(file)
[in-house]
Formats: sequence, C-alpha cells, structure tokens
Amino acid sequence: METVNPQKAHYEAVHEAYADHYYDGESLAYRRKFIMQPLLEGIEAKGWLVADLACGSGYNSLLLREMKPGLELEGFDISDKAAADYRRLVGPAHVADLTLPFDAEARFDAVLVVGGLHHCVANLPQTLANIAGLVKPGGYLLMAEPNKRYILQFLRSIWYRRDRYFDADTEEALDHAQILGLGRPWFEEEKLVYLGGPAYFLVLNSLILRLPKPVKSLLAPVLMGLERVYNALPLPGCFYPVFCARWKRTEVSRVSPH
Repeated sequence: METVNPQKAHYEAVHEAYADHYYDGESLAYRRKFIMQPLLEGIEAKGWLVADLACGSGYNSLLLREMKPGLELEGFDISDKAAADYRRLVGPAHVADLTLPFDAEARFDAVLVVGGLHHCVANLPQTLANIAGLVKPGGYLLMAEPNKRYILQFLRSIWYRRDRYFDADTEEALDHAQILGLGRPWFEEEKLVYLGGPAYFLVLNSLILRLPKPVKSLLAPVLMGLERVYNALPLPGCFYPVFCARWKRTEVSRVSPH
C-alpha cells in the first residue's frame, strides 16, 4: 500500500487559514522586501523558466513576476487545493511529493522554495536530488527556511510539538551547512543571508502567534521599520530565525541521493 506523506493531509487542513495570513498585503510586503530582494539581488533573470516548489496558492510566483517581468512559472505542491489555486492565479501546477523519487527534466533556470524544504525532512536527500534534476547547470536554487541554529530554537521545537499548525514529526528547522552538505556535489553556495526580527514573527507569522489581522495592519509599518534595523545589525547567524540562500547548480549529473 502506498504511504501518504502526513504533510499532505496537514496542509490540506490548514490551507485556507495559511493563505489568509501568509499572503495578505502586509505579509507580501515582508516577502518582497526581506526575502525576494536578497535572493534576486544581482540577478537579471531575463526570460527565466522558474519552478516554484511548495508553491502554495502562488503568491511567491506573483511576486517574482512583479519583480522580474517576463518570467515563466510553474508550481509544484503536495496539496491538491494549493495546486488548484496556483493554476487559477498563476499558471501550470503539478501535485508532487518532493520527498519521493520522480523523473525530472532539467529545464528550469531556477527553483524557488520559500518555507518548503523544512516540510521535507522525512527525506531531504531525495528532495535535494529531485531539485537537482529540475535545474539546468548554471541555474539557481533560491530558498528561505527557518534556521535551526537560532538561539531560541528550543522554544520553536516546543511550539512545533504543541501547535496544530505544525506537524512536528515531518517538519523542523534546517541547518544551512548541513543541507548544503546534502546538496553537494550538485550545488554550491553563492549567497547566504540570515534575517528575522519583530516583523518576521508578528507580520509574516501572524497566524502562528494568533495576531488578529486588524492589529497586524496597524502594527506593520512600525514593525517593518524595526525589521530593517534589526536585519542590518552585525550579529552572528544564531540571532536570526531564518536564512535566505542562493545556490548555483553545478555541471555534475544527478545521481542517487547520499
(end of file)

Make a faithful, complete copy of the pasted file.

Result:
[in-house]
Formats: sequence, C-alpha cells, structure tokens
Amino acid sequence: METVNPQKAHYEAVHEAYADHYYDGESLAYRRKFIMQPLLEGIEAKGWLVADLACGSGYNSLLLREMKPGLELEGFDISDKAAADYRRLVGPAHVADLTLPFDAEARFDAVLVVGGLHHCVANLPQTLANIAGLVKPGGYLLMAEPNKRYILQFLRSIWYRRDRYFDADTEEALDHAQILGLGRPWFEEEKLVYLGGPAYFLVLNSLILRLPKPVKSLLAPVLMGLERVYNALPLPGCFYPVFCARWKRTEVSRVSPH
Repeated sequence: METVNPQKAHYEAVHEAYADHYYDGESLAYRRKFIMQPLLEGIEAKGWLVADLACGSGYNSLLLREMKPGLELEGFDISDKAAADYRRLVGPAHVADLTLPFDAEARFDAVLVVGGLHHCVANLPQTLANIAGLVKPGGYLLMAEPNKRYILQFLRSIWYRRDRYFDADTEEALDHAQILGLGRPWFEEEKLVYLGGPAYFLVLNSLILRLPKPVKSLLAPVLMGLERVYNALPLPGCFYPVFCARWKRTEVSRVSPH
C-alpha cells in the first residue's frame, strides 16, 4: 500500500487559514522586501523558466513576476487545493511529493522554495536530488527556511510539538551547512543571508502567534521599520530565525541521493 506523506493531509487542513495570513498585503510586503530582494539581488533573470516548489496558492510566483517581468512559472505542491489555486492565479501546477523519487527534466533556470524544504525532512536527500534534476547547470536554487541554529530554537521545537499548525514529526528547522552538505556535489553556495526580527514573527507569522489581522495592519509599518534595523545589525547567524540562500547548480549529473 502506498504511504501518504502526513504533510499532505496537514496542509490540506490548514490551507485556507495559511493563505489568509501568509499572503495578505502586509505579509507580501515582508516577502518582497526581506526575502525576494536578497535572493534576486544581482540577478537579471531575463526570460527565466522558474519552478516554484511548495508553491502554495502562488503568491511567491506573483511576486517574482512583479519583480522580474517576463518570467515563466510553474508550481509544484503536495496539496491538491494549493495546486488548484496556483493554476487559477498563476499558471501550470503539478501535485508532487518532493520527498519521493520522480523523473525530472532539467529545464528550469531556477527553483524557488520559500518555507518548503523544512516540510521535507522525512527525506531531504531525495528532495535535494529531485531539485537537482529540475535545474539546468548554471541555474539557481533560491530558498528561505527557518534556521535551526537560532538561539531560541528550543522554544520553536516546543511550539512545533504543541501547535496544530505544525506537524512536528515531518517538519523542523534546517541547518544551512548541513543541507548544503546534502546538496553537494550538485550545488554550491553563492549567497547566504540570515534575517528575522519583530516583523518576521508578528507580520509574516501572524497566524502562528494568533495576531488578529486588524492589529497586524496597524502594527506593520512600525514593525517593518524595526525589521530593517534589526536585519542590518552585525550579529552572528544564531540571532536570526531564518536564512535566505542562493545556490548555483553545478555541471555534475544527478545521481542517487547520499